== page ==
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Title: Tidal triggering of earthquakes
Author: Bucholc, Magda
ISNI:       0000 0004 5990 3415
Awarding Body: Ulster University
Current Institution: Ulster University
Date of Award: 2015
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Since tidal forces deform the Earth's crust with completely predictable stresses, the role of the Earth tides in triggering seismicity has long been investigated. The results of these investigations have, however, been inconclusive. Tidal triggering has been found to be non-existent or small (still not statistically significant) for strike-slip faults. On the other hand, a tide-earthquake has been observed in hydrothermal or magmaaffected areas and for reverse faults in the oceanic settings where the amplitude of tidal stresses is the largest. Here, we examine the effect of tidal stresses on earthquake occurrence in Southern California using three novel approaches. First, we analyse the difference in seismicity rates at times of positive and negative tidal Coulomb stresses/stress rates; for that, we resolve the tidal stresses/stress rates on failure planes assumed to be controlled by the orientation of their nearest geological structures. We find the earthquake behaviour with respect to tidal influence statistically non-random only in close proximity to tidal extremes. A particularly strong tidal signal is observed for reverse fault type events. Along with the significant increase in earthquake rates around tidal Coulomb stress maxima, we observe that the strength of the tidal correlation is closely related to the amplitude of the tidal stresses. Second, we look at the response of aftershocks to tidal stresses. Based on the 1992 Mw 7.3 Landers and 1999 Mw 7.1 aftershock activity, we demonstrate that the probability of a fault failure due to tidal oscillations is strongly affected by earthquake-induced static stress changes. Accordingly, earthquakes in regions of increased static stresses are more consistent with tidal triggering than events in areas of static stress decrease. Third, we examine the relationship between the effect of tidal maximum compressional stresses on earthquake timing and the orientation of regional tectonic stress.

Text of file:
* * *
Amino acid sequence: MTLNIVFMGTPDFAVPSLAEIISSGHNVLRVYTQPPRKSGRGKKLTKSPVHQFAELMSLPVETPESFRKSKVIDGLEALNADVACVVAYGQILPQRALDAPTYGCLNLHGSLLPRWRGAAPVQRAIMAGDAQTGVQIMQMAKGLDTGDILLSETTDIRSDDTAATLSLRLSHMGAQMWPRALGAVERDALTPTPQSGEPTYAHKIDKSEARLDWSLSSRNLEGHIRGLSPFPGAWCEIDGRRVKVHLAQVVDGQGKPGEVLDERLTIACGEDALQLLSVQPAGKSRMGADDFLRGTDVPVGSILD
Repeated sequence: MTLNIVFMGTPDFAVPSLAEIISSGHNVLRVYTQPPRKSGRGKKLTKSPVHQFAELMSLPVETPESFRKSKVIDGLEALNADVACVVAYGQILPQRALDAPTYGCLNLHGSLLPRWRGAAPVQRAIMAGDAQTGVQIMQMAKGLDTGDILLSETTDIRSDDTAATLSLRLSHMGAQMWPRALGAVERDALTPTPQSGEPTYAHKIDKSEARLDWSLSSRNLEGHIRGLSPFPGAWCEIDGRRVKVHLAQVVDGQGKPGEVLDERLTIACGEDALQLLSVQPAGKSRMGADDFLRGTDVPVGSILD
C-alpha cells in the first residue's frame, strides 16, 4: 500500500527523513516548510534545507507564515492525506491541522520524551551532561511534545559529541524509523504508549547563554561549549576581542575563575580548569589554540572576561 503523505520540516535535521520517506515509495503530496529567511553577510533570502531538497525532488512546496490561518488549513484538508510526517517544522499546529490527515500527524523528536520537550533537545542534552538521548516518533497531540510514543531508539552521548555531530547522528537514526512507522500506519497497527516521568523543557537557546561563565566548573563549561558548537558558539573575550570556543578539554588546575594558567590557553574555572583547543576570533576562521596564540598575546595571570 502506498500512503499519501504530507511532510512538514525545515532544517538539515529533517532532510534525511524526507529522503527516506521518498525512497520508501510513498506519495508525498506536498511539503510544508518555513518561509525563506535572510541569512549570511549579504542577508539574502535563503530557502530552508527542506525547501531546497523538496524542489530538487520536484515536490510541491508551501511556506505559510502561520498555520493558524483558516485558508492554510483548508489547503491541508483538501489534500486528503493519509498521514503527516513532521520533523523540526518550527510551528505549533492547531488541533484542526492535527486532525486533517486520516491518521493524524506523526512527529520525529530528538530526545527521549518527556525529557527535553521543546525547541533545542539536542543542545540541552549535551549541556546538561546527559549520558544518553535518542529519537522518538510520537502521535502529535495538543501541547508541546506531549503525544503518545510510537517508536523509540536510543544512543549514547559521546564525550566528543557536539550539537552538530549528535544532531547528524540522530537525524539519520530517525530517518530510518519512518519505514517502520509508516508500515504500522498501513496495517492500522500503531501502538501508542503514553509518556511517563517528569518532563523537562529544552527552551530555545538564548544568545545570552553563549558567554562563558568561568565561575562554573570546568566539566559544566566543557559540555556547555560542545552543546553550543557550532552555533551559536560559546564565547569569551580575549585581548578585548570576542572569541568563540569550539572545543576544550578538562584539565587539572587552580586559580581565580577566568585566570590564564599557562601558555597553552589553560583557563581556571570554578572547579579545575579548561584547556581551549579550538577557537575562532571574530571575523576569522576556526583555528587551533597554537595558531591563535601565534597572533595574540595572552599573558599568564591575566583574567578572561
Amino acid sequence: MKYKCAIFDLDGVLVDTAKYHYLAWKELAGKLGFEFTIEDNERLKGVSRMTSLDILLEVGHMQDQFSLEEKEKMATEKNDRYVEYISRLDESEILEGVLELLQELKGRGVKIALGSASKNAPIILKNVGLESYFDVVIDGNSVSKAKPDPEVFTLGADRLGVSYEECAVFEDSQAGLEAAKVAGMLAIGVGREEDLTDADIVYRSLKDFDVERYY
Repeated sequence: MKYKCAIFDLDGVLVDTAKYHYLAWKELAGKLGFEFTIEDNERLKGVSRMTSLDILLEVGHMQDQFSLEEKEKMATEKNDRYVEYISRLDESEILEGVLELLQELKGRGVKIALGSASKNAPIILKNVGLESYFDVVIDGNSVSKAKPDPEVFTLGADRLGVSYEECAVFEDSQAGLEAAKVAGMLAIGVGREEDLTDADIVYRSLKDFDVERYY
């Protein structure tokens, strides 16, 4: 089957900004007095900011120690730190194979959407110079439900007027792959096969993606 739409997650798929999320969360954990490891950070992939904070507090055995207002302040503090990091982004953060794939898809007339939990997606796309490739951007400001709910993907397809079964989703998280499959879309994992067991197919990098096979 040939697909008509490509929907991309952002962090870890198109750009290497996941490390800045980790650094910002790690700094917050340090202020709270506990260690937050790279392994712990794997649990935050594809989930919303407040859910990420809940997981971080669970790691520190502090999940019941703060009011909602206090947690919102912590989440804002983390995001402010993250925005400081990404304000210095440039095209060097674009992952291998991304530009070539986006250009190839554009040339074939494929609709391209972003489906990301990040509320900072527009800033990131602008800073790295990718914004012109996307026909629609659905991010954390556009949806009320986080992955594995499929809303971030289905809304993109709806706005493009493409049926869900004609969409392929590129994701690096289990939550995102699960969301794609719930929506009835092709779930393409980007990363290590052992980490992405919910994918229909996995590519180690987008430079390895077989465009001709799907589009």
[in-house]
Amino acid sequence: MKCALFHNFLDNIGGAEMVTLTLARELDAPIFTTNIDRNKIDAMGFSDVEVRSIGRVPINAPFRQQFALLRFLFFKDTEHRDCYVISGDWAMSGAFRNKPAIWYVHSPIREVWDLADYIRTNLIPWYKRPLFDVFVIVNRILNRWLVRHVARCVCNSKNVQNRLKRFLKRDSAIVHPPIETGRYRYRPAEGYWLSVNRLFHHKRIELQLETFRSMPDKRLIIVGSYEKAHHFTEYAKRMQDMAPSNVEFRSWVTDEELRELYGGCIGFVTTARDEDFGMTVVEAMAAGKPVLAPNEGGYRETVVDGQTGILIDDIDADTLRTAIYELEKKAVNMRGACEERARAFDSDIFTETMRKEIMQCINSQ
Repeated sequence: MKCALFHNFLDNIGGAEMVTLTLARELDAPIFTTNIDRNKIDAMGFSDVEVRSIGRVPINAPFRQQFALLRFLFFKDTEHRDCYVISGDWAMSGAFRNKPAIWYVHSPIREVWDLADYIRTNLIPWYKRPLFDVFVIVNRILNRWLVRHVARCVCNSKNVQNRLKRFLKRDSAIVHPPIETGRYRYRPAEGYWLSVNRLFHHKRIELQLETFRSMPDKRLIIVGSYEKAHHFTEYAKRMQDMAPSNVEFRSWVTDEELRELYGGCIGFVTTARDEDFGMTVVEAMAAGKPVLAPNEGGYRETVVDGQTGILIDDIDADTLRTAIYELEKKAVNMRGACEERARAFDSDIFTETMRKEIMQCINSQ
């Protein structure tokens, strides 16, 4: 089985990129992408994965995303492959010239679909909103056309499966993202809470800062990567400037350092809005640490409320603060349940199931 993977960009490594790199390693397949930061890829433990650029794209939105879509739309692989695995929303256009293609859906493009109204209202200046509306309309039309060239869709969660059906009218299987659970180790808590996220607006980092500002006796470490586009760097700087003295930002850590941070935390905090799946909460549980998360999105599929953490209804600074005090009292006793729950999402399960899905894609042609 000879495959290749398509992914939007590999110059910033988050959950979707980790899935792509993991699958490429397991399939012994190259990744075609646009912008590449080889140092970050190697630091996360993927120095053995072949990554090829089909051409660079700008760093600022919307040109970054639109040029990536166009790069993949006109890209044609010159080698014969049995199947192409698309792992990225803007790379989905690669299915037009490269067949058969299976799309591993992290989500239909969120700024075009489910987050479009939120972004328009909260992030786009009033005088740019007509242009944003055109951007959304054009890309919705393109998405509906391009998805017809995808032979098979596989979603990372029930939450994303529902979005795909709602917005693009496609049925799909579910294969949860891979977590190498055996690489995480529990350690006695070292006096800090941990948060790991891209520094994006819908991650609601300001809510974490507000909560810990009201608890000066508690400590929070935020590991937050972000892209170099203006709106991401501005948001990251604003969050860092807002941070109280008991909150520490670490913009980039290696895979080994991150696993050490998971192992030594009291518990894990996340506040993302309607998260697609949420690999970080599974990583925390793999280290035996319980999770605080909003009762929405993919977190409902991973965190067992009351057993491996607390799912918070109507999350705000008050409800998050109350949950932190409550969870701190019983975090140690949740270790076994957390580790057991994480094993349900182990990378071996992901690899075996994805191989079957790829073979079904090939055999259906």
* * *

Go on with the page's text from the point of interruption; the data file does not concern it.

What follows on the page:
Supervisor: Not available Sponsor: Not available
Qualification Name: Thesis (Ph.D.) Qualification Level: Doctoral
EThOS ID:  DOI: Not available